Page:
What was (and still is) going on in Xinjiang, China? — from a backpacker’s perspective
▮ Jerome Yang / 2019/08/18
A similar post I wrote earlier in Mandarin: 2018年5月，我的「新疆經驗」.
Imagine a place like this: it has unparalleled natural beauty, many splendid snow-capped peaks above 7,000m, breathtaking view of alpine lakes, valleys and desserts, as well as people of great hospitality. But meanwhile, you’re overwhelmingly surveilled by an authoritarian government. You see police around every street corner, and security check (with walk-through metal detector) is necessary when entering a store, a hotel or any public space. When moving from one city to another, you‘re stopped every 30km for a roadside check, and gas stations are fortified with barbed wire and barricades. Last but not least, you’re obligated to let the police install a client to scan the content of your phone, at least once a day.
Yes, such a place does exist on earth, and its name is Xinjiang, China. This is what I experienced there in May 2018, before the re-education camps and other de-extremification initiatives were uncovered by western media.
Horse-drawn carriages are still used near the bazaar in Kuqa
Gaotai residence, a traditional settlement in Kashgar soon to be eliminated
What makes Xinjiang so unique?
The word “Xinjiang” literally means “the new territory”, implying that it’s not part of the “core territory” or “inner land” of Han Chinese (the primary ethnic group of China). Historically, it’s been home to various Turkic-Muslim groups (Uyghurs, Kazakhs, Kirghiz), as well as some Mongol and Tajik groups, which are culturally and linguistically connected to Central Asia. If you travel along the Silk Road from Central Asia to Xinjiang, like what I did, you’ll clearly see the cultural continuity between them.
In many ways, Xinjiang is more similar to Central Asia than the Chinese inner land
Is Xinjiang really part of China?
This question cannot be answered without a proper understanding of history.
Prior to 19th century, the concept “Xinjiang” didn’t exist. Today’s Xinjiang was part of the greater Central Asia, made of numerous small Turkic-Muslim nations. During some periods in history, those nations were subject to the Chinese empire while maintaining fairly strong autonomy. They simply paid tribute to China in exchange for recognition of sovereignty, and China had little interest in this remote and unproductive land.
However, the situation changed toward the end of 19th century. The Russian empire expanded into Central Asia and made some Turkic-Muslim nations protectorates. Meanwhile, Turkic nationalism began to rise. The situation forced the Chinese Qing Dynasty to strengthen their control of Central Asia. After several wars and treaties, Russia and China split this region, and the Chinese part of Central Asia was made a province called “Xinjiang” in 1884.
After then, the local Turkic-Muslim powers were gradually removed, although China’s control of Xinjiang was still quite loose prior to 1949. And the Uyghur identity was just about to form — keep in mind that before then they were just a bunch of culturally similar Turkic-Muslim states, not an ethnicity.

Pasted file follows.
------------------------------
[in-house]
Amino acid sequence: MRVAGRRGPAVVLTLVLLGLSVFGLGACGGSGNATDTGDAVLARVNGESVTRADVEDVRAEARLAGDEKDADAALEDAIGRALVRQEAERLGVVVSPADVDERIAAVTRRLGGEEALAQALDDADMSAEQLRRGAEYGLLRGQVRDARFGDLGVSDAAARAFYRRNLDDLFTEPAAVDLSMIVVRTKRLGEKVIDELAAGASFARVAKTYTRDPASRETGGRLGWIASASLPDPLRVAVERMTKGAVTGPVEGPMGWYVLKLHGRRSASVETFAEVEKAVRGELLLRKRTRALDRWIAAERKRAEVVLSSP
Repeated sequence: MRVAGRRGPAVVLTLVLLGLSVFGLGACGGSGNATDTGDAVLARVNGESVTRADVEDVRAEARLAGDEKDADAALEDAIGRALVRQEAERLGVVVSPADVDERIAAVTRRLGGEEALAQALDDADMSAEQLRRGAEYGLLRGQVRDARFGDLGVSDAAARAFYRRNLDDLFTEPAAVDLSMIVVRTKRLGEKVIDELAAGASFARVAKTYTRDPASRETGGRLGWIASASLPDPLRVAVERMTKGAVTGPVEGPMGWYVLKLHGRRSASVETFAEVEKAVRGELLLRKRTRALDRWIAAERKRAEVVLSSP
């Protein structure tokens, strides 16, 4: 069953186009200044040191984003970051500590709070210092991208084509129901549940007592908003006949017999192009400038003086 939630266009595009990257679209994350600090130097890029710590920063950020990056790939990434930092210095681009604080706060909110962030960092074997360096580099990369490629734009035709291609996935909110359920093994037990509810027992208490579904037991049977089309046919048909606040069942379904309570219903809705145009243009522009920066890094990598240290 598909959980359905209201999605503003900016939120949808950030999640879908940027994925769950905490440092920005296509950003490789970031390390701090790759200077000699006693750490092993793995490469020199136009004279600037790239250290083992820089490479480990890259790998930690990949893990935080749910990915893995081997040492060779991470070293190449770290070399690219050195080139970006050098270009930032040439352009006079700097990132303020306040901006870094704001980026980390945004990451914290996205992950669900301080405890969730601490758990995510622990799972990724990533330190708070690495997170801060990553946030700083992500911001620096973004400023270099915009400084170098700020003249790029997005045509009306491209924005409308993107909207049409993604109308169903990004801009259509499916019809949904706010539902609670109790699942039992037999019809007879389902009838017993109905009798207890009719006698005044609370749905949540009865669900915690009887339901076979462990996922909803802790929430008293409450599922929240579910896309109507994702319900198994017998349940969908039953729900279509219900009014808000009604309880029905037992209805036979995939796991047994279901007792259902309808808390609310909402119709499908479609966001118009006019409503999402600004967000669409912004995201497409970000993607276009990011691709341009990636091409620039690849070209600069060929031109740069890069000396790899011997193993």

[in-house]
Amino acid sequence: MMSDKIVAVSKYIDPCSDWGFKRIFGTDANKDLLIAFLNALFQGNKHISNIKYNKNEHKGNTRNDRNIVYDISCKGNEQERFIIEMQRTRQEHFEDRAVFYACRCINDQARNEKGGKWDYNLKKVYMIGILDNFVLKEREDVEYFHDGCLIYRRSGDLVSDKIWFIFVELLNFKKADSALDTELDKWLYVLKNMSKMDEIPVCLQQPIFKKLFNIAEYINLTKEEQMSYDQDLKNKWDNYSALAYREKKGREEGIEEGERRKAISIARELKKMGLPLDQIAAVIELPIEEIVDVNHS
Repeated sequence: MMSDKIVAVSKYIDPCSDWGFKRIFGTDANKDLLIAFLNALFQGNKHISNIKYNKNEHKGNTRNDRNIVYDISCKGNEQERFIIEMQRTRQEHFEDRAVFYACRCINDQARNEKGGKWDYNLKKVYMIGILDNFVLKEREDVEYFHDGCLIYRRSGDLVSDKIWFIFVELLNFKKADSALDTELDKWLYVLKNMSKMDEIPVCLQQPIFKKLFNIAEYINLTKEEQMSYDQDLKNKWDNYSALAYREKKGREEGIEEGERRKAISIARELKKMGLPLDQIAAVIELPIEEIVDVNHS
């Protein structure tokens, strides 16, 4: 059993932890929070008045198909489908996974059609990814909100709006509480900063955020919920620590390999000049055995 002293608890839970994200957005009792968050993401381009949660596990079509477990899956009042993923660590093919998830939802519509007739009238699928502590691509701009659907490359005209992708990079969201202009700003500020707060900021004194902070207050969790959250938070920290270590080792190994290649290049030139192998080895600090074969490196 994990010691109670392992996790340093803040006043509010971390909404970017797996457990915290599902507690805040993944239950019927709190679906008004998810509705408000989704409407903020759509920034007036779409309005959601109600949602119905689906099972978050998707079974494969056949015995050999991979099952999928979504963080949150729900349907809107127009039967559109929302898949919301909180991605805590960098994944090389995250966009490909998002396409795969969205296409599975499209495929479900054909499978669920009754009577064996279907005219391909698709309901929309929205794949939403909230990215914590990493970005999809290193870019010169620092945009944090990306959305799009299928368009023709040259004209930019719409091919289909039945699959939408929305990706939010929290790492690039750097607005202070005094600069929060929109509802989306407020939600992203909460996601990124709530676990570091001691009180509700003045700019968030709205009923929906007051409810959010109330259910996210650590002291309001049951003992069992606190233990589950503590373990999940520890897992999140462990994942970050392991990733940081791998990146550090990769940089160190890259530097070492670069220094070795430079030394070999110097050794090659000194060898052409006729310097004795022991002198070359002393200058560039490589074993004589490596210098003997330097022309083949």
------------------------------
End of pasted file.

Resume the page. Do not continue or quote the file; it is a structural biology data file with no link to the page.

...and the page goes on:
The Jiaohe ruin, an abandoned city-state on the ancient Silk Road near Turpan. As part of Central Asia, Xinjiang was made of numerous small nations like this, periodically subject to China.
Night market in Kashgar old town. Without the red lanterns, you probably wouldn’t think this was in China.
The Turkic-Han tension I experienced
Two trends took place in the 20th-century Xinjiang — (1) China constantly gained its control of Xinjiang, by eliminating autonomy and making it more and more like the “inner land” of Han Chinese; (2) the Uyghur identity began to form and flourish. Toward the end of the century, when the Han population in Xinjiang increase from 5% to 40%, it became inevitable for these two forces to collide. Several armed conflicts had taken place in the last decade, including the well-known July 2009 Ürümqi riots, where 200 were dead and 1,500+ were arrested; while it later became a “forbidding topic” under China’s Internet censorship, locals are fully aware and would not avoid talking about them.
On my way down from Tashkurgan, a Tajik-majority county near the China-Pakistan border, I was picked up by a Han gentleman who had moved from a inner land province to Xinjiang for almost 40 years. According to him, the Uyghurs are simply fiery and barbarous:
“… they were deadly aggressive! They went with knives, and killed whoever they saw. A troop sent by the government was even annihilated on the way!”
In his view, while the current overwhelming surveillance was very annoying even for him as a Han Chinese, he still considered it reasonable and necessary:
“It was similarly chaotic in Tibet few years ago! The government had to replace the military leader, with someone who was capable of suppressing the local revolts. Now Tibet is much better… the locals have calmed down, and many young people went to work in factories. Right now the government is doing the same thing in Xinjiang. Hopefully things will get better…”
A Han Chinese gentleman drove me down from Tashkurgan, a very remote county on Karakoram, the major maintain range between China and Pakistan, where the famous k2 is located.
Karakul, the most beautiful and tranquil spot on the Karakoram highway
A snow-capped peak of Karakoram
Discrimination: easier security check for Han Chinese
The first city I stayed in Xinjiang was Kashgar, the major metropolis in southern Xinjiang. I was astonished by how strictly security checks were done there. For example, when I entered the hostel where I stayed, there was a walk-through metal detector, and a female guard was sitting there at all time. This is a scene I had never seen anywhere else in the world, and neither have seen again since that trip. One day later, I was eventually more or less used to that. When I was touring the old town with a Han friend whom I met at the hostel, I was ready to go through the detector, but she stopped me.